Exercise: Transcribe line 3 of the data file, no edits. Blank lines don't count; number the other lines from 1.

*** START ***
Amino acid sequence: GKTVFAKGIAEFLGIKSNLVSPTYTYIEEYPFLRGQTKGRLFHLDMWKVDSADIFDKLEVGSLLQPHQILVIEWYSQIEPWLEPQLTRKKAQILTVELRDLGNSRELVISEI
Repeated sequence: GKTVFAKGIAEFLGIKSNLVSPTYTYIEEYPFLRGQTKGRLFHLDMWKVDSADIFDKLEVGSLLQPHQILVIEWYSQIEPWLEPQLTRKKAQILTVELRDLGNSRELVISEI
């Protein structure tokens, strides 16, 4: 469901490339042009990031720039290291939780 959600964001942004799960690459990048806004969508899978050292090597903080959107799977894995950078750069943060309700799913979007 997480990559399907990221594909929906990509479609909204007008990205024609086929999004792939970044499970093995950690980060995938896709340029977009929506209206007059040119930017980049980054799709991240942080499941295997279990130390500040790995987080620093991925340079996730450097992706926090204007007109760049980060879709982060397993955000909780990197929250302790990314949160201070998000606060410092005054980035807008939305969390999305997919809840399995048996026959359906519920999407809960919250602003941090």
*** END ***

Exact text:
């Protein structure tokens, strides 16, 4: 469901490339042009990031720039290291939780 959600964001942004799960690459990048806004969508899978050292090597903080959107799977894995950078750069943060309700799913979007 997480990559399907990221594909929906990509479609909204007008990205024609086929999004792939970044499970093995950690980060995938896709340029977009929506209206007059040119930017980049980054799709991240942080499941295997279990130390500040790995987080620093991925340079996730450097992706926090204007007109760049980060879709982060397993955000909780990197929250302790990314949160201070998000606060410092005054980035807008939305969390999305997919809840399995048996026959359906519920999407809960919250602003941090």